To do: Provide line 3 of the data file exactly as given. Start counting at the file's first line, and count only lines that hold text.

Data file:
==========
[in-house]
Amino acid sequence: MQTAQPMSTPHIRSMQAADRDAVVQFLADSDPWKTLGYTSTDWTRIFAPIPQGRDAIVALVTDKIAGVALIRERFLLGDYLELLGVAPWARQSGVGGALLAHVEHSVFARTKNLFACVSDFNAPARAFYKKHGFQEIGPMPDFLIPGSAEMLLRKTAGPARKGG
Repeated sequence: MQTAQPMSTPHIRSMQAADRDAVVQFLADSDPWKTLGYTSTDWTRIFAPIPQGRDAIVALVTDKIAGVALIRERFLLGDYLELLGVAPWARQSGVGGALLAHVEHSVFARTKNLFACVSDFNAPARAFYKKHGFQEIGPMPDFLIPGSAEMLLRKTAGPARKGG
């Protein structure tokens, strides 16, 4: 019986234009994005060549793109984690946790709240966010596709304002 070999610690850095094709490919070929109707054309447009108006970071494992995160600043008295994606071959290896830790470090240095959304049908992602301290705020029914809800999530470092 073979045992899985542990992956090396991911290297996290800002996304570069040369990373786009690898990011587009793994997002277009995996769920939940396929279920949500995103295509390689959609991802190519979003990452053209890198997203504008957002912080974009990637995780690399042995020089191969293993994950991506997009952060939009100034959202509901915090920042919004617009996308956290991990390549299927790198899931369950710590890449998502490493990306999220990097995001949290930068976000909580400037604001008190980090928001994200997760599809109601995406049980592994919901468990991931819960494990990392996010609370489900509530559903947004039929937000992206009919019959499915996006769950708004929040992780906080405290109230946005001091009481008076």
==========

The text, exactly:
Repeated sequence: MQTAQPMSTPHIRSMQAADRDAVVQFLADSDPWKTLGYTSTDWTRIFAPIPQGRDAIVALVTDKIAGVALIRERFLLGDYLELLGVAPWARQSGVGGALLAHVEHSVFARTKNLFACVSDFNAPARAFYKKHGFQEIGPMPDFLIPGSAEMLLRKTAGPARKGG